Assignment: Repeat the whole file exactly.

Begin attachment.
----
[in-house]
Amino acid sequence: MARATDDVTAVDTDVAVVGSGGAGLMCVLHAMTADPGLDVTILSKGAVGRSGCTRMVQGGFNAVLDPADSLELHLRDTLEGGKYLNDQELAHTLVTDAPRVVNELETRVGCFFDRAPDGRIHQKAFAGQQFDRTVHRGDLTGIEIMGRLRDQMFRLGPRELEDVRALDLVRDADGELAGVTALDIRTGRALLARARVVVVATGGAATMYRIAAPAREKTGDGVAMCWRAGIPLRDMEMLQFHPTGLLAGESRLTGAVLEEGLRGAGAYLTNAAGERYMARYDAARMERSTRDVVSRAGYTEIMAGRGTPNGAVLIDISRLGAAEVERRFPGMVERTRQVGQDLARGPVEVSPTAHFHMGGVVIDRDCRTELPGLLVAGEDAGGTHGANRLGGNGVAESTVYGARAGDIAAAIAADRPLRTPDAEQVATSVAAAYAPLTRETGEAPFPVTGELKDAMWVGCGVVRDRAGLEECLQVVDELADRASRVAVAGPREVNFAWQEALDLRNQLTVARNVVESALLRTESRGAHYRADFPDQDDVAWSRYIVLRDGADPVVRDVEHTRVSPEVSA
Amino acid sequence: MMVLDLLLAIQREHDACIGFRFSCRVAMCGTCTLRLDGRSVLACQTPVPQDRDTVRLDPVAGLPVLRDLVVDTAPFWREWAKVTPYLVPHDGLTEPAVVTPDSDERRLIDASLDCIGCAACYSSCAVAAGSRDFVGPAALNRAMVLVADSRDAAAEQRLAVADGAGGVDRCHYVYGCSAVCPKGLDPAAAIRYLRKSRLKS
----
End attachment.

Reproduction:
[in-house]
Amino acid sequence: MARATDDVTAVDTDVAVVGSGGAGLMCVLHAMTADPGLDVTILSKGAVGRSGCTRMVQGGFNAVLDPADSLELHLRDTLEGGKYLNDQELAHTLVTDAPRVVNELETRVGCFFDRAPDGRIHQKAFAGQQFDRTVHRGDLTGIEIMGRLRDQMFRLGPRELEDVRALDLVRDADGELAGVTALDIRTGRALLARARVVVVATGGAATMYRIAAPAREKTGDGVAMCWRAGIPLRDMEMLQFHPTGLLAGESRLTGAVLEEGLRGAGAYLTNAAGERYMARYDAARMERSTRDVVSRAGYTEIMAGRGTPNGAVLIDISRLGAAEVERRFPGMVERTRQVGQDLARGPVEVSPTAHFHMGGVVIDRDCRTELPGLLVAGEDAGGTHGANRLGGNGVAESTVYGARAGDIAAAIAADRPLRTPDAEQVATSVAAAYAPLTRETGEAPFPVTGELKDAMWVGCGVVRDRAGLEECLQVVDELADRASRVAVAGPREVNFAWQEALDLRNQLTVARNVVESALLRTESRGAHYRADFPDQDDVAWSRYIVLRDGADPVVRDVEHTRVSPEVSA
Amino acid sequence: MMVLDLLLAIQREHDACIGFRFSCRVAMCGTCTLRLDGRSVLACQTPVPQDRDTVRLDPVAGLPVLRDLVVDTAPFWREWAKVTPYLVPHDGLTEPAVVTPDSDERRLIDASLDCIGCAACYSSCAVAAGSRDFVGPAALNRAMVLVADSRDAAAEQRLAVADGAGGVDRCHYVYGCSAVCPKGLDPAAAIRYLRKSRLKS